Republican Ohio Lawmakers Announce Marijuana Legalization Bill, Reflecting Recent Bipartisan Shift



For years, Democratic lawmakers have mostly led the charge in pushing for marijuana legalization—but that seems to be changing of late. The latest example comes from a pair of Ohio Republican lawmakers who announced a new bill to legalize cannabis on Tuesday, a move that comes as activists are collecting signatures to put a cannabis initiative on the state’s ballot next year.


While polling has shown that marijuana reform is increasingly a bipartisan issue with voters, that attitude hasn’t been largely reflected in state legislatures across the U.S., or in Congress. But this month alone, new legalization legislation is being championed by GOP lawmakers in Pennsylvania and now Ohio.


There have also been a handful of Republican-led pushes to enact cannabis policy changes earlier in 2021 sessions, everywhere from New Hampshire to Missouri, with GOP members either sponsoring their own legislation or joining Democrats on bipartisan reform bills.


On Tuesday, Ohio Rep. Jamie Callender (R) held a press conference to unveil his new proposal, which would allow adults 21 and older to purchase and possess marijuana. The bill, whose chief cosponsor is another Republican lawmaker, Rep. Ron Ferguson, would provide regulations for the licensing of cannabis growers, distributors and retailers.

Adults “should be able to make decisions for themselves, and that’s what this bill does,” Callendar said at Tuesday’s press conference.


“I just think it’s nonsensical that we treat alcohol and marijuana differently,” he said. “It’s about personal freedom, it’s about moving the state and the country forward. It’s about going where people are going anyway.”


Limited home cultivation would be allowed, and half of revenue resulting from a 10 percent tax on marijuana sales under the bill would go to the state’s general revenue fund with the other half being divided between law enforcement and mental health and addiction treatment and recovery services.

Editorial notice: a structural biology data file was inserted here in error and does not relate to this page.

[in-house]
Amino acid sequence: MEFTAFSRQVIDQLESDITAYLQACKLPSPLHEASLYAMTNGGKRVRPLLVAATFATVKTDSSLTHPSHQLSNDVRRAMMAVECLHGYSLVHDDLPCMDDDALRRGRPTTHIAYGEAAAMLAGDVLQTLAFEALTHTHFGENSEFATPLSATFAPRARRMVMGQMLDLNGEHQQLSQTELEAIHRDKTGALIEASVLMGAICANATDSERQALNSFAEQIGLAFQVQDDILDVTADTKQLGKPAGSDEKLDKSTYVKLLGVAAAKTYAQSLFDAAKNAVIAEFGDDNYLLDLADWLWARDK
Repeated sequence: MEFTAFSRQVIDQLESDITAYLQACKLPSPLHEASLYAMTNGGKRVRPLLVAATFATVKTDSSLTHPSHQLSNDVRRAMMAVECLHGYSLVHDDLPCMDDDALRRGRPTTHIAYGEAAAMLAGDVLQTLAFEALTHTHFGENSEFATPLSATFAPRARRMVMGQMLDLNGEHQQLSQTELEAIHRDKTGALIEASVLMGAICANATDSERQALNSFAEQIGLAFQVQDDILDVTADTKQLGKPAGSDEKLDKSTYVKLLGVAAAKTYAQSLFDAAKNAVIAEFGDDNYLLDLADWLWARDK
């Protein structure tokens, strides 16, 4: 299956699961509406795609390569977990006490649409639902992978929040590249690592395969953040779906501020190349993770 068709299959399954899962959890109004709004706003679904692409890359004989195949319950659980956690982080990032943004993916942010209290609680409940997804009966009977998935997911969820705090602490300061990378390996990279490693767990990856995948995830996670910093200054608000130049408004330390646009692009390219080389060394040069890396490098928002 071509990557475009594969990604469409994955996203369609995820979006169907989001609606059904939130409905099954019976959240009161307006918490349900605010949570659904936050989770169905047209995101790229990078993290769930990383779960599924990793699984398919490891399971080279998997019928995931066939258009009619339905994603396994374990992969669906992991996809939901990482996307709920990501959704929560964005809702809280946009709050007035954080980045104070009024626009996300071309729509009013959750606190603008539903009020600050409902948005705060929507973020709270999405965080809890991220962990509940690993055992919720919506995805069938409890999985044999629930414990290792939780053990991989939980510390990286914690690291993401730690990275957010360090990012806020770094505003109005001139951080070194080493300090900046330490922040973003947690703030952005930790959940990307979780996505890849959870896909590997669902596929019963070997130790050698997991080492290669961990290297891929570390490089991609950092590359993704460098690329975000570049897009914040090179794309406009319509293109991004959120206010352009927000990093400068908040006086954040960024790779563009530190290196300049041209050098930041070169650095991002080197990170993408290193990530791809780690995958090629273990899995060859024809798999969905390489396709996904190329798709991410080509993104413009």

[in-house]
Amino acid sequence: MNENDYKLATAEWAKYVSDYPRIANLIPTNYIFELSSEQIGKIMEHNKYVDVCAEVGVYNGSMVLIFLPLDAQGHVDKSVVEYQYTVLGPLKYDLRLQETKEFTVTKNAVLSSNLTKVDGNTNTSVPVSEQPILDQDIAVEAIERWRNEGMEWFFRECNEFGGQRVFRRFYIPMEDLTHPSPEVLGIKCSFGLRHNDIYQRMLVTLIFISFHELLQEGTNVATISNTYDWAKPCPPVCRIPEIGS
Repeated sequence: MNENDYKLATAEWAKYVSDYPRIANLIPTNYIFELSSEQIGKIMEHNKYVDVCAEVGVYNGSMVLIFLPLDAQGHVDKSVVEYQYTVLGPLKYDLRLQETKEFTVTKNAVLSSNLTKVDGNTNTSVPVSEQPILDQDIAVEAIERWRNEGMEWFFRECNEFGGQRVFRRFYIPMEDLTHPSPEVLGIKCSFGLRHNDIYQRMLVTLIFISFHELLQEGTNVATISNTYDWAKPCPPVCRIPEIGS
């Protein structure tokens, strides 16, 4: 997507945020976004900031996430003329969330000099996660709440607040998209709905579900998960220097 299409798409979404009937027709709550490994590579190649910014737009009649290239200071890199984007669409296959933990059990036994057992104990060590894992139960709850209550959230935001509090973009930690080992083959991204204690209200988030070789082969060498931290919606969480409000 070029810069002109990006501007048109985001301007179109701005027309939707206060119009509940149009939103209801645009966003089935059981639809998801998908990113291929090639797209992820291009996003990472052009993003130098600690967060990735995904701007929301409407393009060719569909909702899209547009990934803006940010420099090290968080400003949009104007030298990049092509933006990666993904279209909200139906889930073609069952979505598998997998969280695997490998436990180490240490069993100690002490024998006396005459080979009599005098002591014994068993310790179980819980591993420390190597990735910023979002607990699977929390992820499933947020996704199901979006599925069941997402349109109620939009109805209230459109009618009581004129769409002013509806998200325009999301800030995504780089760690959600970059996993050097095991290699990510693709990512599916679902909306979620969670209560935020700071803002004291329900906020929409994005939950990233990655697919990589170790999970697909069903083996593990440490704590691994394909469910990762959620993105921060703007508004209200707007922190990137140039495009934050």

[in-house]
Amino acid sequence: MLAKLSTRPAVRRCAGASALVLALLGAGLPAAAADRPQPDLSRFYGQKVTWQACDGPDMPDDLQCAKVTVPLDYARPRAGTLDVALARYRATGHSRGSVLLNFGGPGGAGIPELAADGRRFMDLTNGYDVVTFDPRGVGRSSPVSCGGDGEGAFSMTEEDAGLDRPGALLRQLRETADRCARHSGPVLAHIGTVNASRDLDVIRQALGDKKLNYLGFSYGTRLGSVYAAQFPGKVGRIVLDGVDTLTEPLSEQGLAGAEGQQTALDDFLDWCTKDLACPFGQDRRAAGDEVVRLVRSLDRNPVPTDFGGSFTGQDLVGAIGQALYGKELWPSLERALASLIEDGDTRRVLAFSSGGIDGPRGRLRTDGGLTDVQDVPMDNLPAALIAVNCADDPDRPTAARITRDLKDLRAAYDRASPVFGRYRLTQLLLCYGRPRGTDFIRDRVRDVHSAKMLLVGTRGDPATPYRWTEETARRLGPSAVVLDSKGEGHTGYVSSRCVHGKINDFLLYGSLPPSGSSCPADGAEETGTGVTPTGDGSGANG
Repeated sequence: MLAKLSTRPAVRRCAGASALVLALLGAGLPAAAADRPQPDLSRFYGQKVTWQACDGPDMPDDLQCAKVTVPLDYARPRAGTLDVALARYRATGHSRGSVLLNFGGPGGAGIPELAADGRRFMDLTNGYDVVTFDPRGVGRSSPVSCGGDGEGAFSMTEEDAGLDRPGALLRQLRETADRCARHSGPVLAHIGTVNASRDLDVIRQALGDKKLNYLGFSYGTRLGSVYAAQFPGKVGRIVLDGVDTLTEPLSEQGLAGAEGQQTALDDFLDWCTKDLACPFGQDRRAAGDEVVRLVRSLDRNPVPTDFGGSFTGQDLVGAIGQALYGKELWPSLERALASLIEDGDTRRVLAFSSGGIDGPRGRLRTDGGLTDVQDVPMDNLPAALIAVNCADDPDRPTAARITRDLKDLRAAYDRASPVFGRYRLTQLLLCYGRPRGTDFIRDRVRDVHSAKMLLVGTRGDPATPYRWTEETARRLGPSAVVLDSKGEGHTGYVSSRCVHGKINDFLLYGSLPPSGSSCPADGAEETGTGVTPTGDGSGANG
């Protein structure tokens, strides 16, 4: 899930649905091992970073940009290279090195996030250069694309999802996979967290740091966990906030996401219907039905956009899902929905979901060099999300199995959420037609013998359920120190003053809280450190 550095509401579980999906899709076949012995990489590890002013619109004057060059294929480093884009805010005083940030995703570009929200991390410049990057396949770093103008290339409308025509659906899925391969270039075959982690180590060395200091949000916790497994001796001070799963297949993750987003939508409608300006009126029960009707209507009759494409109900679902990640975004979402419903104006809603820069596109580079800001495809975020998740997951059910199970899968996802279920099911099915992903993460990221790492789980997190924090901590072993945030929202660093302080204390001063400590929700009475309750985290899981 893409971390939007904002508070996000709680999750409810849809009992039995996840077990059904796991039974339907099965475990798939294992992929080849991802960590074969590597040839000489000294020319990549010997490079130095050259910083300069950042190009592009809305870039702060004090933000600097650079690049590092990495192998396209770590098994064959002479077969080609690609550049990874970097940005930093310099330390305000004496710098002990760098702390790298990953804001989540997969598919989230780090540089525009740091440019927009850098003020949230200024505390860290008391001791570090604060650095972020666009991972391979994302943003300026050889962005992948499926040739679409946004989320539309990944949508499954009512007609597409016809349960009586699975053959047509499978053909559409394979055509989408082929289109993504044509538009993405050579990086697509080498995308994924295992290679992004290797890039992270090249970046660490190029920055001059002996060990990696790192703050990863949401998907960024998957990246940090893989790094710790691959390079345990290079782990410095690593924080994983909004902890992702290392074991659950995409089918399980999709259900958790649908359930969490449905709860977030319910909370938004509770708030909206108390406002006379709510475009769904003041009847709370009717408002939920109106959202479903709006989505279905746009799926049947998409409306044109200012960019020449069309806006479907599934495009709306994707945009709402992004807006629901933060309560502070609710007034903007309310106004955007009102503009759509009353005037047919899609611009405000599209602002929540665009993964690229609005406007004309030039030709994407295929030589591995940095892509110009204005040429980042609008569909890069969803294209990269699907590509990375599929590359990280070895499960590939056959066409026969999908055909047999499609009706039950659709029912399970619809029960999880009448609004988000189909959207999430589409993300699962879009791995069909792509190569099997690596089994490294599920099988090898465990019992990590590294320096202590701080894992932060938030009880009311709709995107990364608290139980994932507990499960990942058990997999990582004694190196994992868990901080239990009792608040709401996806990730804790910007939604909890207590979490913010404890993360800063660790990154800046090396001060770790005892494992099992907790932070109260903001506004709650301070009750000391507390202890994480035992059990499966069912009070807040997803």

The state Department of Commerce would oversee the recreational marijuana program, and the legislation would allow existing medical cannabis businesses to enter the adult-use market while also creating a process to license new operators.


Callender said that although Republican legislative leaders and Gov. Mike DeWine (R) are not yet on board, “there is more bipartisan support than most people would think,” he said.

“Leadership in both chambers has expressed their skepticism—we’ll say in a polite way—but they’re giving us the chance to explain and advocate as to why this is the right policy [and] why it’s right to do it now before the federal government does it and it becomes a free for all.”

House Speaker Robert Cupp (R) laughed when he was asked about Callender’s legislation earlier on Tuesday, adding, “Let’s just see where it goes. I haven’t read it yet.”



Callender and Ferguson will circulate a cosponsorship memo to build support for the forthcoming legislation, as soon as Tuesday, and are aiming to formally file the bill within the next six weeks or so.


“The time is right to do this, and this is the right vehicle to do that,” Callender said. “This is the responsible way to legalize marijuana.”


The legislation also contains provisions to expunge prior cannabis records and remove restrictions on participation in the legal industry by people with past convictions.

Representatives of two current medical cannabis businesses spoke in support of the new legislative push at Tuesday’s press conference.